I finally had a chance to read Derek Thompson’s piece in the Atlantic, The Real Trouble With Silicon Valley in which he laments the fact that “too much American ingenuity is chasing problems that simply don’t matter” and investors are funding massive companies that provide little value to the world. (Side note: the original URL slugline is “Where’s My Flying Car” – whoever changed it did Thomson a favour, since he makes the opposite argument).
Here’s Thompson quoting economist and aerospace entrepreneur Eli Dourado:
“The internet age has been very underwhelming compared to what the expectations were,” [Dourado] told me. “I’m also worried that it’s sapping talent from other industries that might benefit from more innovation. All these people building apps and software-as-a-service companies, if they applied themselves to challenges in the physical world—especially on energy, housing, health, and transportation—they could make a real difference.”
The obsession with digital, Thomson argues, has prevented the tech industry from playing the role it should in tackling the greatest challenge facing us: climate change. He points out that the Apollo moon program was given more federal funding than the Department of Energy has recently announced for carbon-capture R&D. Ultimately, he admits that the state, that moral enemy of neoliberalism, must play a role in helping Silicon Valley find its soul again:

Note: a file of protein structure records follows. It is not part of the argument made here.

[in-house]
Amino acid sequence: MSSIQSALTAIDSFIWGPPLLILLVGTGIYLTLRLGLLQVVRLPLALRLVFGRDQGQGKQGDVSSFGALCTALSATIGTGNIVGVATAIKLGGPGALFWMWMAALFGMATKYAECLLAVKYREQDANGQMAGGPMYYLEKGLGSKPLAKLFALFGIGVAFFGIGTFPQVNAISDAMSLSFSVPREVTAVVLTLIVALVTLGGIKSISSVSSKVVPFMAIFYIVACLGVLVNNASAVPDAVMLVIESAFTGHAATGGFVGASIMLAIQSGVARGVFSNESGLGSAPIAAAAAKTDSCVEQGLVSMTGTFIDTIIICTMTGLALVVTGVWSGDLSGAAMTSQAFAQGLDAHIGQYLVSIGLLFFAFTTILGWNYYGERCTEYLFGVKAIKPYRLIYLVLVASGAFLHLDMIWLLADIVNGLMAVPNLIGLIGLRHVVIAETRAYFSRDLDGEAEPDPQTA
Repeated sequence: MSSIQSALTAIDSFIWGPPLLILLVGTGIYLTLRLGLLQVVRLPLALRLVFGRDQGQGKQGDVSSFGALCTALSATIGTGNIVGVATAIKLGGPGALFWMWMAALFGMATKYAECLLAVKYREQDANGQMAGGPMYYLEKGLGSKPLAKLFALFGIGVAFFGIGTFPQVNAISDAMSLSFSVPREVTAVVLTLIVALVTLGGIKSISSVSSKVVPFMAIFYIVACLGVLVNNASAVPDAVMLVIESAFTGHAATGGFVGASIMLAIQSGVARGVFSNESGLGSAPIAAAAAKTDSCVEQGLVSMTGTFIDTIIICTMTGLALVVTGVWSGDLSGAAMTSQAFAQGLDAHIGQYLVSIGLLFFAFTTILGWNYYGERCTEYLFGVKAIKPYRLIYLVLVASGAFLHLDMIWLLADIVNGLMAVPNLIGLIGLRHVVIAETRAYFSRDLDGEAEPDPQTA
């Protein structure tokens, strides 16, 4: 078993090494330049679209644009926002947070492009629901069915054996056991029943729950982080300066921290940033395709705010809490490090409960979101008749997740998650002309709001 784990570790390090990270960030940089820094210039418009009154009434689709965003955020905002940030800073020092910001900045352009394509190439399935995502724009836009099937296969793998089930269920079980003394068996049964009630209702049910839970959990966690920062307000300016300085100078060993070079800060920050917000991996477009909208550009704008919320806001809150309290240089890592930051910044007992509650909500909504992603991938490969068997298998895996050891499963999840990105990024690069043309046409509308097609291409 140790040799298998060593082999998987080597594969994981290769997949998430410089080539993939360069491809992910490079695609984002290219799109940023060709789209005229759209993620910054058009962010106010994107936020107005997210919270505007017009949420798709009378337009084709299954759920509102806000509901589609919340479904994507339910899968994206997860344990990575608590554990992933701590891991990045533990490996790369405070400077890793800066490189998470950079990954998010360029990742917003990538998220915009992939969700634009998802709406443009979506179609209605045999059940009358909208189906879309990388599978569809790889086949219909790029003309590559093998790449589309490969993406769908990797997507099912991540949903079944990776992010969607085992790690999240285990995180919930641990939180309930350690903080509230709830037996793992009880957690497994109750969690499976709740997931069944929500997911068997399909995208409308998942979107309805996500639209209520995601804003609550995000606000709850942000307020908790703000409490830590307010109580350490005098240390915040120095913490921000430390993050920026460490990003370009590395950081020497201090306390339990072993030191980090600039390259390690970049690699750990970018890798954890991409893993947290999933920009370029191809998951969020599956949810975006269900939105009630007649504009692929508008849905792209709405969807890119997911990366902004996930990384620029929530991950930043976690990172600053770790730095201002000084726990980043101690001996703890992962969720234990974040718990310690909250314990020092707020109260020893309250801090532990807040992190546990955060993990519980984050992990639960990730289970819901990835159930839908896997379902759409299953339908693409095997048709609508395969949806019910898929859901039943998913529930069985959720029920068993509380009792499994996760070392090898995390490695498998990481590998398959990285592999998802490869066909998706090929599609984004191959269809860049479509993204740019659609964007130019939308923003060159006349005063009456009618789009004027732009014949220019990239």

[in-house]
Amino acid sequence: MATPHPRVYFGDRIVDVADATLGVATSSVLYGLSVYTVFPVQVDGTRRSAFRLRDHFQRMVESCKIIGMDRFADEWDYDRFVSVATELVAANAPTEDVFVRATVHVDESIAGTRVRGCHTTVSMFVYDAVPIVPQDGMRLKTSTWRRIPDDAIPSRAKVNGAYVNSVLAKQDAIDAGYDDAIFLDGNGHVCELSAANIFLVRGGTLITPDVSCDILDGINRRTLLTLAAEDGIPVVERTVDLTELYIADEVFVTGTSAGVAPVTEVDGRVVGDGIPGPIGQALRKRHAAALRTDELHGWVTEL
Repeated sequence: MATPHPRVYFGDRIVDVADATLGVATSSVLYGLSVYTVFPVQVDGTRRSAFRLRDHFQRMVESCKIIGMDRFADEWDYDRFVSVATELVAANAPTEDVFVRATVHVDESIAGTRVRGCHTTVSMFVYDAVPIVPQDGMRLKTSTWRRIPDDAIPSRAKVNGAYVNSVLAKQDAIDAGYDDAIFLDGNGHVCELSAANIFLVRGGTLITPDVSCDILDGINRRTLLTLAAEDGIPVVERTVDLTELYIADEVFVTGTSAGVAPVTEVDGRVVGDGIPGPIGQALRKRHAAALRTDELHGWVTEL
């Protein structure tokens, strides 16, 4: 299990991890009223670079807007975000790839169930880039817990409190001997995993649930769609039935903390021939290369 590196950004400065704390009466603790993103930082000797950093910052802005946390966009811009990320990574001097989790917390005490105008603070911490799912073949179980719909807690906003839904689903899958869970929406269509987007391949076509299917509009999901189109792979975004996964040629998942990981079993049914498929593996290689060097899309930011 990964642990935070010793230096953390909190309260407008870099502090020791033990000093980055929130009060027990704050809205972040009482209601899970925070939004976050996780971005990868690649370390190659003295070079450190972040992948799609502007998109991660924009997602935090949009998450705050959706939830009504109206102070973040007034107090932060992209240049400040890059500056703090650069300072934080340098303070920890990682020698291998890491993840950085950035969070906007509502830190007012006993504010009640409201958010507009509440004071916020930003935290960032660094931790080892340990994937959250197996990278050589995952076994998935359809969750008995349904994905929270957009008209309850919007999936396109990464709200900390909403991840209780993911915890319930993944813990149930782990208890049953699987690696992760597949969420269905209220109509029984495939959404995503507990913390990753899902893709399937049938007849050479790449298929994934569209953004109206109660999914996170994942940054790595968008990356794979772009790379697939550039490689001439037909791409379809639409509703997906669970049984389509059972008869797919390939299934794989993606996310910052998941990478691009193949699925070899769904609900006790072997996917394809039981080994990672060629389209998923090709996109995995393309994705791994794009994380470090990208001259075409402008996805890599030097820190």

The idea that Silicon Valley could swoop in and solve all of America’s problems was always an illusion, conjured by technologists seeking to lure capital to California, and by politicians looking to shift responsibility away from Washington. Silicon Valley has a crucial role to play in meeting the challenges of the new century, but it can’t act alone. Transformative advances will require participation from local, state, and federal government, and from the American people, who for too long have bought into the idea that prosperity can be delivered in lines of code.
For the past two decades, we’ve funneled treasure and talent into the ethereal world of software and digital optimization. Imagine what could be accomplished if American ingenuity came back down to Earth.
Thompson is one of many voices upbraiding Silicon Valley at the moment, but he goes beyond the privacy/monopoly criticism. The lack of attention to the physical world is a crucial point of difference. Tech has all-too-frequently viewed meatspace as an annoying inconvenience that will be solved by The Singlularity and Soylent, as if eating food is simply using up valuable productivity time re-fuelling as we work to merge with machines. It’s the same mindset that sees humans as statistics to be sliced and diced by machine learning with all the problems that has brought us.